The Clown Prince Gets Serious

A serious thing happened “on the way to the forum.” Ben Crane, the funnyman of the PGA Tour put aside his comedic alter ego to play some seriously outrageous golf in the McGladrey Classic in Sea Island, Georgia.

Notorious for his glacier-like, slow play (that was intended to be redundant), he had taken to producing short YouTube videos that were funny takes on how we all hang on Tour players’ every word. The first one features Crane taking us through his made-up, completely preposterous workout routine. Dressed in amateur wrestling tights and with a leather helmet on his head for protection, he romps through the one-minute video and ends up flailing away with a Styrofoam roller on all of his workout equipment.

He has another on his pre-round preparation where he goes around the course in the early morning “and receives information.” And a third video on slow play speaking about it as if it’s an addiction he has to overcome. And then he conned Rickie Fowler, Bubba Watson and Hunter Mahan into cavorting around with him in his “Golf Boys” music video, although it didn’t look like he had to twist their arms too hard. And that begat a tribute video from four Ladies European Tour players. Just Google Ben Crane videos; they’re all there.

All of this to overcome a reputation as a player so inconsiderate of his fellow players with his slow play, that even when Rory Sabbatini stormed down the rough line at Congressional onto the green, played the hole out and stomped on to the next tee while Crane still dawdled over his approach shot back at the top of the hill, nothing seemed to change.

Since then the videos seem to have softened his image as a slack-jawed Neanderthal and recast him as an extremely intelligent and yes, funny, guy. And to his credit, he seems to be getting some acknowledgement for his attempts to speed up his play.

And maybe it’s made a difference. In Sunday’s final round he shot a 7-under, 63. But it was as much about how he did it. He had bookend quadruple birdies to come from nowhere and “no factor” to tie Leading Money Winner, Webb Simpson and then beat him in a two-hole playoff. He birdied 8, 9, 10, 11 and 14, 15, 16, 17 with a bogey tucked between on 12. It was absolutely masterful to be able to keep a string like that going.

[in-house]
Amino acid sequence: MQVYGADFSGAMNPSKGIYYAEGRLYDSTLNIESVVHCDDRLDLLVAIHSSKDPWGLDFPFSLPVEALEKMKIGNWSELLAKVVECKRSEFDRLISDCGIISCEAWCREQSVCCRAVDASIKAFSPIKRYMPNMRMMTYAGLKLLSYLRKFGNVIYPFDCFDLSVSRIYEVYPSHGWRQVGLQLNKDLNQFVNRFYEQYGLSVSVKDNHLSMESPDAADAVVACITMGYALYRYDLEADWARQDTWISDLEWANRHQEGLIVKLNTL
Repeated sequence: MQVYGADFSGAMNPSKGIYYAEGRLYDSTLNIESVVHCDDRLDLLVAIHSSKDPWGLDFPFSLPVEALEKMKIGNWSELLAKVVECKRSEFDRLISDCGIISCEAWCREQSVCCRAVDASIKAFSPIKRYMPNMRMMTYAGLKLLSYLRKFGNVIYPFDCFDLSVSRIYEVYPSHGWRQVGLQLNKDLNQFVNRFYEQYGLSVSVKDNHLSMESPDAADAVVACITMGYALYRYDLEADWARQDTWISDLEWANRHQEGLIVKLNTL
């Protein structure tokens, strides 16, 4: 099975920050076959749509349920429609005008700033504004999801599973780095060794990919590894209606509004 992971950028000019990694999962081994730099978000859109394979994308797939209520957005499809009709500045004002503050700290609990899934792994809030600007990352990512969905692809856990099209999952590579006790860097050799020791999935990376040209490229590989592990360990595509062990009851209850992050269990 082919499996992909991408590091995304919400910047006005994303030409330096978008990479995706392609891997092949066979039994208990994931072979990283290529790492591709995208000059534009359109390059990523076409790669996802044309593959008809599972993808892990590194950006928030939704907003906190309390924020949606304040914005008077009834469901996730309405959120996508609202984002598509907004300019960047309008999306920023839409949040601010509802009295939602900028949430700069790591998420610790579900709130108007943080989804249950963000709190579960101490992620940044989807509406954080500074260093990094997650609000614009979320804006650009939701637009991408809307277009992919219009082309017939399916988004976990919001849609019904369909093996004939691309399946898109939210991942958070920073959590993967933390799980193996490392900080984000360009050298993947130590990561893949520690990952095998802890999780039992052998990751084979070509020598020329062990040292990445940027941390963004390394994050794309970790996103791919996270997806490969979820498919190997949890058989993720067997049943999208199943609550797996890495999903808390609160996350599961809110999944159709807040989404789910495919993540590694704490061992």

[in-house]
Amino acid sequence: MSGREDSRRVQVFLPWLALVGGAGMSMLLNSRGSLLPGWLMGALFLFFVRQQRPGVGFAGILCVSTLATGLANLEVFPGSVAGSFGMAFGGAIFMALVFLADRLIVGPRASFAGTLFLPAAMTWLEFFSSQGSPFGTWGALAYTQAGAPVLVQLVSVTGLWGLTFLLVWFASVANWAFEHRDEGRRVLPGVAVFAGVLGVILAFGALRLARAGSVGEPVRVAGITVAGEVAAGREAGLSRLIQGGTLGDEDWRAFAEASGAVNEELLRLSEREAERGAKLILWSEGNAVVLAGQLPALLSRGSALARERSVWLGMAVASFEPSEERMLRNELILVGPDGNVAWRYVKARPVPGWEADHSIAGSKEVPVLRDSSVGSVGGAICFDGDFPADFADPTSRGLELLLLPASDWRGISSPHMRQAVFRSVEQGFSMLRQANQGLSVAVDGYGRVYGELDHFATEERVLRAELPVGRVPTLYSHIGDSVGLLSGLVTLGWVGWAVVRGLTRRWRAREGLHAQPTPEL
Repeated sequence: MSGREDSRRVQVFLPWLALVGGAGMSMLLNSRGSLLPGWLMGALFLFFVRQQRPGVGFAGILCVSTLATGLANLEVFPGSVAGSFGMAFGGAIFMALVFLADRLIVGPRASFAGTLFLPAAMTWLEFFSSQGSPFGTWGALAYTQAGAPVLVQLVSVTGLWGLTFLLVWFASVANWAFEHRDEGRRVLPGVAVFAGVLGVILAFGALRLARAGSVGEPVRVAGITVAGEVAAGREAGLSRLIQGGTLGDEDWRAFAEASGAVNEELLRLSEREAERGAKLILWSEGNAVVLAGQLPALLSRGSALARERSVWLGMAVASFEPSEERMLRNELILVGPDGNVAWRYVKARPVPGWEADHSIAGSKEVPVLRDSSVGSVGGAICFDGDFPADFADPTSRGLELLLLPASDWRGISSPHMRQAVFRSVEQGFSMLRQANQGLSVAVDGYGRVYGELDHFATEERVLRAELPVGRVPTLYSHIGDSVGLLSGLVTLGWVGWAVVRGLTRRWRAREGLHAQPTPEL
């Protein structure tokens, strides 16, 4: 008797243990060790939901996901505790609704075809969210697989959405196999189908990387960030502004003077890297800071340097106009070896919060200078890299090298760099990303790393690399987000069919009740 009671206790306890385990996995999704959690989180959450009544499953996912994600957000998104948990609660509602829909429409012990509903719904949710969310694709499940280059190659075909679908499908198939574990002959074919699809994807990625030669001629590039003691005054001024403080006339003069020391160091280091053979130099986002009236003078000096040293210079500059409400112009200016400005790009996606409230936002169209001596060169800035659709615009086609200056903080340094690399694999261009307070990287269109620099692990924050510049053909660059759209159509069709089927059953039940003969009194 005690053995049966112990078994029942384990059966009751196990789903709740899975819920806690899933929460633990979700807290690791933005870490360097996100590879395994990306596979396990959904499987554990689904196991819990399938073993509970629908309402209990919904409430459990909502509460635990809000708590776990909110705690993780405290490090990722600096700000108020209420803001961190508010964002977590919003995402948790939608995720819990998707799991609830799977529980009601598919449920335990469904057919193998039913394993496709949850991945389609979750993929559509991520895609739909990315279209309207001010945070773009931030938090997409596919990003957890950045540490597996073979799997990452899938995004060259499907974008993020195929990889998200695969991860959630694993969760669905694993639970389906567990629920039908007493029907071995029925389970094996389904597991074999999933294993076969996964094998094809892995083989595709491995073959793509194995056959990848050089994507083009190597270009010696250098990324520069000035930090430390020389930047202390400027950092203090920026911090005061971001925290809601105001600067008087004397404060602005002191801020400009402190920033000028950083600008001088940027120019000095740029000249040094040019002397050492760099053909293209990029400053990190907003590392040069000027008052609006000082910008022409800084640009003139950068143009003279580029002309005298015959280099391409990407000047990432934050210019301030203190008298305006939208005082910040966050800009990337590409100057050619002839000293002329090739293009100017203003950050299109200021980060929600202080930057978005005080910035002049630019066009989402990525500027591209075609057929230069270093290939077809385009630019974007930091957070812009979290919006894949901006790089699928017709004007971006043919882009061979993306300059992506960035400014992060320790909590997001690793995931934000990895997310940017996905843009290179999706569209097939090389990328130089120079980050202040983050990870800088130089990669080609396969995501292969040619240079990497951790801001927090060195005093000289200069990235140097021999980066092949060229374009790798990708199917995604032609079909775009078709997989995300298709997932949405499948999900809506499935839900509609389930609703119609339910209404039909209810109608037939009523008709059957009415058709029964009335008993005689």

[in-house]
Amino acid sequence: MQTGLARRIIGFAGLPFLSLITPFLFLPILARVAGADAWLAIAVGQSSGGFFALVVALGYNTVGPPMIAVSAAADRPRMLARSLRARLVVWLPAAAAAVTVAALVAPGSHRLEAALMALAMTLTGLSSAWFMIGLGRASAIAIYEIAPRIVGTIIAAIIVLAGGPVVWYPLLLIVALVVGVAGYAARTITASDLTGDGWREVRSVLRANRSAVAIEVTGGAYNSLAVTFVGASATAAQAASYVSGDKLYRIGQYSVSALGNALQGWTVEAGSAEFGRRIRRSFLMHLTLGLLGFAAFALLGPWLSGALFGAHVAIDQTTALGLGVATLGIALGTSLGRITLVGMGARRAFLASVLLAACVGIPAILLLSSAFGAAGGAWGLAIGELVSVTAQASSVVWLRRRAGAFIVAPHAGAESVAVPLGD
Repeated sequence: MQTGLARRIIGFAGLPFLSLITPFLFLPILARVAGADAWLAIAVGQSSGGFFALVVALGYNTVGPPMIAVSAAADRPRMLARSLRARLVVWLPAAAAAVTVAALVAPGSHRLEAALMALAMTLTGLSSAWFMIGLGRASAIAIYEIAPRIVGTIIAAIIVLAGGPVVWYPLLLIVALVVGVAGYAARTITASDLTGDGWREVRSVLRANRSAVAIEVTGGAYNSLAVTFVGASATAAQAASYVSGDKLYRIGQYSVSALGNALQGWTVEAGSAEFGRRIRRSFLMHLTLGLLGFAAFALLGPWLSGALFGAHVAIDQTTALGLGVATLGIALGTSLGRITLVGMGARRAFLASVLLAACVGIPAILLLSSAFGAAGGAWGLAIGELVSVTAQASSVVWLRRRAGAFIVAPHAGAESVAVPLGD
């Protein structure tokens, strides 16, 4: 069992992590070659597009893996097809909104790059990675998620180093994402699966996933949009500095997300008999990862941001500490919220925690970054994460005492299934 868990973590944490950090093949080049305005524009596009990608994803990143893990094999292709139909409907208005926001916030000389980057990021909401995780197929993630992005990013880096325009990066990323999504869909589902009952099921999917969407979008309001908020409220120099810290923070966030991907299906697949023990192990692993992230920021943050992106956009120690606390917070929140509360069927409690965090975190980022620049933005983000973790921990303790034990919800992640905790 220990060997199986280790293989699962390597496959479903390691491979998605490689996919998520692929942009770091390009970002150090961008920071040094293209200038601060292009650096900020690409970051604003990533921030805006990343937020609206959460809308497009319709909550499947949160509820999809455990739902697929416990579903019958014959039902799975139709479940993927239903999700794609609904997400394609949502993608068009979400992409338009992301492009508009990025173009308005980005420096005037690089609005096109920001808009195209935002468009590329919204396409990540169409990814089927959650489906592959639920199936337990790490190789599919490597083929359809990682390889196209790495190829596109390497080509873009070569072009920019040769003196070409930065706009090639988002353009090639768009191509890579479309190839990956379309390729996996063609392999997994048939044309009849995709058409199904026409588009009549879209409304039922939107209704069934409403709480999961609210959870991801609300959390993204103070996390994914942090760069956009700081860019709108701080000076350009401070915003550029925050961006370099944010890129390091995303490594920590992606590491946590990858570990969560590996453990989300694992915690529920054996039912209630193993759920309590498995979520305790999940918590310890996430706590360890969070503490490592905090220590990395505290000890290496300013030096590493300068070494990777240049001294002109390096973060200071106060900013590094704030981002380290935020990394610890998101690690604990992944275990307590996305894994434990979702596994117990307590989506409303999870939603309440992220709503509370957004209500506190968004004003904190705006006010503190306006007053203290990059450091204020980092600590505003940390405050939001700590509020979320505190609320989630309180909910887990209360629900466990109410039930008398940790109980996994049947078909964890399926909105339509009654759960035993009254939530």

All day long, the tournament looked like it was going to be won by either Simpson or Michael Thompson, a great player looking for his first win. At one point, Thompson had a three-shot lead but standing on the 18th tee needing a par to join Crane and Simpson in the playoff, he blew his drive wildly to the right and into the marshy hazard. To his credit, after his penalty drop, he played a great shot some 222 yards to the green to give himself a chance to make his par. But 25 feet was too much of an ask this time.

After the round, the equanimity with which he approached his loss and the philosophical approach he took to his harsh lesson proved not only the greatness of the game, but of Thompson himself. It is absolutely possible to be masterful, even in failure.

Crane won the playoff when Simpson three-putted the second playoff hole from about 35 feet. The second putt looked to be inside of two feet, but pgatour.com’s Shot Tracker had it at about 3½ feet to keep the playoff going.

And in the process, Simpson also proved the lie of the belly putter; he also missed two other putts inside of five feet on 7 and 13. Either one of them gets him a straight up victory, just as happens on almost every PGA Tour Sunday: there are always the ones you left on the table. It would be hard to imagine that this was a big enough loss for long putter aficionados to acknowledge its shortcomings, but they miss just like all the other putters.

Critics continue to rail against the long putters, in particular those that are anchored to some part of the body like the very long ones you clamp to your breastbone with your lead hand or the shorter belly putter where the end of the grip pokes into your belly while both hands extend down the shaft in a two-handed grip.

But slowly coming back to our champion, Crane came out of his first playoff victorious and he and his wife are going to have a new baby Monday by Cesarean. Between those two things and the beautiful day, he was effusive in his acknowledgement of God in his pre and post-round interviews. He talked about the sense of peace he had all day long.

Both he and Simpson are part of the Tour players’ Bible study group. As they all arrived on the first playoff tee, one of the caddies said, “Hey, it’s the Bible Study Playoff!”

Contrary to the long putter, God had hedged his bet.

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